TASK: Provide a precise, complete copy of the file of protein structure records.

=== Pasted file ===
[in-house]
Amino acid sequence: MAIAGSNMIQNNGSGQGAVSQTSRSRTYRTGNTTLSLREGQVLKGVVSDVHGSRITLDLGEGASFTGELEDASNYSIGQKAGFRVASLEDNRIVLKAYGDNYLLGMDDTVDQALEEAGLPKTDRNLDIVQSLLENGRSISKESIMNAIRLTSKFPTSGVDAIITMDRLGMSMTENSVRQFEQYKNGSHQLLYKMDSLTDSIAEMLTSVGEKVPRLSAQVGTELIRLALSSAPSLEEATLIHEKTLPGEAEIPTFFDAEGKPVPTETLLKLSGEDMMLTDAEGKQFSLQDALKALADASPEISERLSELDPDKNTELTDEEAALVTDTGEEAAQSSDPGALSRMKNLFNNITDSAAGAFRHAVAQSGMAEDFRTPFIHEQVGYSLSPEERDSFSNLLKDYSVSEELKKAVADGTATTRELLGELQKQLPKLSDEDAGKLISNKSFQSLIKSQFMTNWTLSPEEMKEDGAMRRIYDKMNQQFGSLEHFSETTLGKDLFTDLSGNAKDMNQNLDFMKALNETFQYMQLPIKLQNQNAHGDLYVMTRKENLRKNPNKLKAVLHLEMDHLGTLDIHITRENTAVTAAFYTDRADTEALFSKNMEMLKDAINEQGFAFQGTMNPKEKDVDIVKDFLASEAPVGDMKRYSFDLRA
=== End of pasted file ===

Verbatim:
[in-house]
Amino acid sequence: MAIAGSNMIQNNGSGQGAVSQTSRSRTYRTGNTTLSLREGQVLKGVVSDVHGSRITLDLGEGASFTGELEDASNYSIGQKAGFRVASLEDNRIVLKAYGDNYLLGMDDTVDQALEEAGLPKTDRNLDIVQSLLENGRSISKESIMNAIRLTSKFPTSGVDAIITMDRLGMSMTENSVRQFEQYKNGSHQLLYKMDSLTDSIAEMLTSVGEKVPRLSAQVGTELIRLALSSAPSLEEATLIHEKTLPGEAEIPTFFDAEGKPVPTETLLKLSGEDMMLTDAEGKQFSLQDALKALADASPEISERLSELDPDKNTELTDEEAALVTDTGEEAAQSSDPGALSRMKNLFNNITDSAAGAFRHAVAQSGMAEDFRTPFIHEQVGYSLSPEERDSFSNLLKDYSVSEELKKAVADGTATTRELLGELQKQLPKLSDEDAGKLISNKSFQSLIKSQFMTNWTLSPEEMKEDGAMRRIYDKMNQQFGSLEHFSETTLGKDLFTDLSGNAKDMNQNLDFMKALNETFQYMQLPIKLQNQNAHGDLYVMTRKENLRKNPNKLKAVLHLEMDHLGTLDIHITRENTAVTAAFYTDRADTEALFSKNMEMLKDAINEQGFAFQGTMNPKEKDVDIVKDFLASEAPVGDMKRYSFDLRA